See the Merrell Decora Chant


3. Columbia Minx Mid II Omni-Heat ($120)

Columbia Minx Mid II Omni-Heat winter bootCategory: Casual/winter walking
Weight: 1 lb. 10.4 oz.
Insulation: 200g synthetic
What we like: Comfortable, low profile fit.
What we don’t: Not for serious conditions.

With light insulation and a foot and leg-hugging fit, the Columbia Minx is a very comfortable option for mild winter conditions. The Minx isn’t as capable in deep snow as the Joan of Arc and our top-rated Bugaboot above, but its woven upper fabric has a nice feel that is far less bulky. As with the Bugaboot, Columbia inserts its Omni-Heat lining into the Minx to give it a boost in insulation, but it still falls on the low end of the spectrum in terms of warmth. The flexible nature does make it easy to cover long distances, however, and it can be a fine partner on long winter walks provided you avoid heading too far off trail. As is typical in Columbia’s winter boot collection, the Minx line is extensive and includes a range of boot heights and styles.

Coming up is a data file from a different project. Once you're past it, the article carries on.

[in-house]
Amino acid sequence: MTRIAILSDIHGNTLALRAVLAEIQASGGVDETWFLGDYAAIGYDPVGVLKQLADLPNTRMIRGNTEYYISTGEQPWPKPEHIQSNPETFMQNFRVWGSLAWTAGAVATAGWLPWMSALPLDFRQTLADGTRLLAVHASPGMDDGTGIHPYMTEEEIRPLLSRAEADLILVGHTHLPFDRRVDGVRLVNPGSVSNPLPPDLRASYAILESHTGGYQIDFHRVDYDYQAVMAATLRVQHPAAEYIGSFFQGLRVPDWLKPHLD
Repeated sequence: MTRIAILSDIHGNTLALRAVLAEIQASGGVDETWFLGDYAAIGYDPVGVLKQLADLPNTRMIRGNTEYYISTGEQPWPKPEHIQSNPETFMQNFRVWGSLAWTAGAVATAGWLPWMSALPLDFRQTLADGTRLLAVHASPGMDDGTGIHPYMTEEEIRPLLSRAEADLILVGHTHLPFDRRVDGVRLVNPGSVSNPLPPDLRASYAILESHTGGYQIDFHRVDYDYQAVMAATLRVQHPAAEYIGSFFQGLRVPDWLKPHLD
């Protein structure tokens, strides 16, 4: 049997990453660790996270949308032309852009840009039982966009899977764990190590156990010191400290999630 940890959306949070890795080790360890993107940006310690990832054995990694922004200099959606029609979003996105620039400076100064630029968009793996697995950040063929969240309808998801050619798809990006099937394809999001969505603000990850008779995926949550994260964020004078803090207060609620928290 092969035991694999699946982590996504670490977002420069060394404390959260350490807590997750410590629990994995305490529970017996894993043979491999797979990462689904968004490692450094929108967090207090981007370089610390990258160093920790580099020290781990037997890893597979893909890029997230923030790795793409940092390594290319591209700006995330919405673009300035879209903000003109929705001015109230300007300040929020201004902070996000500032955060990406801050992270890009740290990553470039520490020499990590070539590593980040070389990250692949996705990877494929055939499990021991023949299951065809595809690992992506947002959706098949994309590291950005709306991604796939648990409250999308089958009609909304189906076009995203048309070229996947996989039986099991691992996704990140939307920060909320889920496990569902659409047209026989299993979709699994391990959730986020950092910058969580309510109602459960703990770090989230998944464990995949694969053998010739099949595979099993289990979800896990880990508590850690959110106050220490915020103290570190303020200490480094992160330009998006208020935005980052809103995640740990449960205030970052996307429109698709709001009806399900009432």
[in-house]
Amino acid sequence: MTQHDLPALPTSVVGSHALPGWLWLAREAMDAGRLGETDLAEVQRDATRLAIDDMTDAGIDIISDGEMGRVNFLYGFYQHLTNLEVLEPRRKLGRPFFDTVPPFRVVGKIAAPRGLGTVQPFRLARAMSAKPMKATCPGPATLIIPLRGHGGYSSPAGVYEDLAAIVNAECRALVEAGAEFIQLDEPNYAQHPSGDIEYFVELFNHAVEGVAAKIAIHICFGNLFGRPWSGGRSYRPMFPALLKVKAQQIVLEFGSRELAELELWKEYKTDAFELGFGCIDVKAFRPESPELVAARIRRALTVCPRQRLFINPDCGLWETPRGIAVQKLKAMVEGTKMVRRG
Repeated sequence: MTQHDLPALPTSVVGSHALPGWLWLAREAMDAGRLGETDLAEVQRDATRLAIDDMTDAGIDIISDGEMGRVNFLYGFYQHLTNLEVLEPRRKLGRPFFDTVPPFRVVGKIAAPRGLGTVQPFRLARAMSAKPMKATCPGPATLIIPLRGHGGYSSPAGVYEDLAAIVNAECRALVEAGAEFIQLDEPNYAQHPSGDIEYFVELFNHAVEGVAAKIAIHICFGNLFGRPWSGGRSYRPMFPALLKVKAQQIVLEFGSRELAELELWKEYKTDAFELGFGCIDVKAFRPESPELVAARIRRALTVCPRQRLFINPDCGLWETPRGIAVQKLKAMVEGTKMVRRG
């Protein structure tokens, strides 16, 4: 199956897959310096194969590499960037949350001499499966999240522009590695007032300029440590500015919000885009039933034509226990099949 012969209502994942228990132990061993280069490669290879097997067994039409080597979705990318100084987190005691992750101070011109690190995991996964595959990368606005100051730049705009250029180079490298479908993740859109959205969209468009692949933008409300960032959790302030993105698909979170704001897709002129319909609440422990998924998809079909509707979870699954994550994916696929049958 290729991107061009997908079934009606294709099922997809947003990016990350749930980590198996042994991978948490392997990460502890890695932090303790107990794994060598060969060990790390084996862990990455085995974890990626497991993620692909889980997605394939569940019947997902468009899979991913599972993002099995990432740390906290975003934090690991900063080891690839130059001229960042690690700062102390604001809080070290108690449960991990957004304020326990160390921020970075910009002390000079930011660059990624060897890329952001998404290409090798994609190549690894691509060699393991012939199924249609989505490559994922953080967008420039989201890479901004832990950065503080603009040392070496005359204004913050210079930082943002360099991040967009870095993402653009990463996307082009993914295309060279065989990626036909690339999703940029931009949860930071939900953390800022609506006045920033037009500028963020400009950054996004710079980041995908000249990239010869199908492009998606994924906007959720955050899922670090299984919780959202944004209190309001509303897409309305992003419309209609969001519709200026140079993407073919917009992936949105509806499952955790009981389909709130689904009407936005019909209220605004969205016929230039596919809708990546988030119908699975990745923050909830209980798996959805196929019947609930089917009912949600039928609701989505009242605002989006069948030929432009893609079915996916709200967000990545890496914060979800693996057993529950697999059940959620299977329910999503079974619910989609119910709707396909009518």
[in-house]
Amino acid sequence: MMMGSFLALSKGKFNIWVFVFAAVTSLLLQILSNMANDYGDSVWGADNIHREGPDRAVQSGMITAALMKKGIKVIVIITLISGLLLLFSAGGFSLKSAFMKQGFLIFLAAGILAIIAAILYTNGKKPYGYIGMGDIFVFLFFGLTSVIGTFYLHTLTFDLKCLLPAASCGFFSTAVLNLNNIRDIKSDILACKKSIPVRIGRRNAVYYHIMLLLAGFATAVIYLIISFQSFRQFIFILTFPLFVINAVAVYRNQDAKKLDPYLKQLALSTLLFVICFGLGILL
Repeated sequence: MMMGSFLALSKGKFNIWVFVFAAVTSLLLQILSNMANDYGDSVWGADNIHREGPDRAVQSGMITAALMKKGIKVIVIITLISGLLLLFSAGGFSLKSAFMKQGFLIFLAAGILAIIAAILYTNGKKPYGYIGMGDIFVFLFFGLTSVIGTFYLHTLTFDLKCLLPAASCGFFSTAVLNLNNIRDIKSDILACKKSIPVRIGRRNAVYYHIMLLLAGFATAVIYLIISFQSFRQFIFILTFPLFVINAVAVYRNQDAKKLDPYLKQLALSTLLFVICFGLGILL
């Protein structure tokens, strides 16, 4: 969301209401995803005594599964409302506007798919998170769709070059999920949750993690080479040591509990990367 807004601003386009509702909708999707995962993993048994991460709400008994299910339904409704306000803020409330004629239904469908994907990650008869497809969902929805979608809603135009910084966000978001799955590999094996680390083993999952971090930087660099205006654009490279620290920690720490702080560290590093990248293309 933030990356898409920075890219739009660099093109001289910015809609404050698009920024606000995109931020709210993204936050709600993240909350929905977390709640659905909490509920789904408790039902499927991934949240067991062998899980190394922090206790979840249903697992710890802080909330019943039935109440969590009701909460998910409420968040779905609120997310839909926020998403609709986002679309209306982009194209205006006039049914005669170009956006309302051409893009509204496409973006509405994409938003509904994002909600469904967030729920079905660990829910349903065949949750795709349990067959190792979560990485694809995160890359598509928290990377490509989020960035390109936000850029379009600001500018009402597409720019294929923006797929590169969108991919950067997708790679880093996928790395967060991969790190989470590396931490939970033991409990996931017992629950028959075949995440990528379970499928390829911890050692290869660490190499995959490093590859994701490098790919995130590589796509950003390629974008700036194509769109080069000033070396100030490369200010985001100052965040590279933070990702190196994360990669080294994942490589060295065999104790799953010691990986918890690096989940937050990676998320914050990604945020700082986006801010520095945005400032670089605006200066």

See the Columbia Minx Mid II Omni-Heat


4. Ahnu Northridge ($185)

Ahnu Northridge women's winter bootCategory: Winter hiking/work
Weight: 2 lb. 4 oz.
Insulation: 200g Thinsulate
What we like: Colorful and fun.
What we don’t: Dual zipper and lace design slows the on/off process.